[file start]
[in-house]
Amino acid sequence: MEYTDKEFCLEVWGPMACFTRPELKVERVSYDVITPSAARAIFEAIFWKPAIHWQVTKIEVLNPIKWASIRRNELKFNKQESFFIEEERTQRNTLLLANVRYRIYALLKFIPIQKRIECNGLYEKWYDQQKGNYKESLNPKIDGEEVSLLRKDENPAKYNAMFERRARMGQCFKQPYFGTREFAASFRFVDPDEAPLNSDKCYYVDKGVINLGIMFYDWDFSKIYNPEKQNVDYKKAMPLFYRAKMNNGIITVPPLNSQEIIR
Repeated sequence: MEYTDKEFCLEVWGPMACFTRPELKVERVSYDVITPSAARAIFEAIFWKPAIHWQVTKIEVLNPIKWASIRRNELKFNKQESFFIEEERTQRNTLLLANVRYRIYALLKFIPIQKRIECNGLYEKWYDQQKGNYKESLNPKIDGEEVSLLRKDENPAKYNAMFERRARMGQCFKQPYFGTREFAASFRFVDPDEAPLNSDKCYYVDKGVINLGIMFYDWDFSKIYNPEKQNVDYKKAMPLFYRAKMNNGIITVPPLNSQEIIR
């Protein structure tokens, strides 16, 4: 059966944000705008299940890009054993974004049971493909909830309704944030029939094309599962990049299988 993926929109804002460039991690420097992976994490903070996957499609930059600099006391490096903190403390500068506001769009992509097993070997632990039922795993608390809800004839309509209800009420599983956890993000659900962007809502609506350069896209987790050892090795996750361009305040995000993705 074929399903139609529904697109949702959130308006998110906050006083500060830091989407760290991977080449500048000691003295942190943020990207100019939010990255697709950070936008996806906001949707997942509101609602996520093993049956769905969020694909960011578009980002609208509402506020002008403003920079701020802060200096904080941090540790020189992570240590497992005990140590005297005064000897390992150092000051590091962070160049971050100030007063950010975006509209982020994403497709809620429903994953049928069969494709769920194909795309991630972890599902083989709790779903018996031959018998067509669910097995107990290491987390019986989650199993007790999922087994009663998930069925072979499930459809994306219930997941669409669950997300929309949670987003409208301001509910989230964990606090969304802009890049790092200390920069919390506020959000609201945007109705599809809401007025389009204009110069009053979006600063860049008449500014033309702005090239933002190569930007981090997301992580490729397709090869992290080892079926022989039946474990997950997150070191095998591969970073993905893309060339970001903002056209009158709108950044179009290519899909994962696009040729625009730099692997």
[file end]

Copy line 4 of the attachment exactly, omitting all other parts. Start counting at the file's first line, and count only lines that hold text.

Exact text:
């Protein structure tokens, strides 16, 4: 059966944000705008299940890009054993974004049971493909909830309704944030029939094309599962990049299988 993926929109804002460039991690420097992976994490903070996957499609930059600099006391490096903190403390500068506001769009992509097993070997632990039922795993608390809800004839309509209800009420599983956890993000659900962007809502609506350069896209987790050892090795996750361009305040995000993705 074929399903139609529904697109949702959130308006998110906050006083500060830091989407760290991977080449500048000691003295942190943020990207100019939010990255697709950070936008996806906001949707997942509101609602996520093993049956769905969020694909960011578009980002609208509402506020002008403003920079701020802060200096904080941090540790020189992570240590497992005990140590005297005064000897390992150092000051590091962070160049971050100030007063950010975006509209982020994403497709809620429903994953049928069969494709769920194909795309991630972890599902083989709790779903018996031959018998067509669910097995107990290491987390019986989650199993007790999922087994009663998930069925072979499930459809994306219930997941669409669950997300929309949670987003409208301001509910989230964990606090969304802009890049790092200390920069919390506020959000609201945007109705599809809401007025389009204009110069009053979006600063860049008449500014033309702005090239933002190569930007981090997301992580490729397709090869992290080892079926022989039946474990997950997150070191095998591969970073993905893309060339970001903002056209009158709108950044179009290519899909994962696009040729625009730099692997």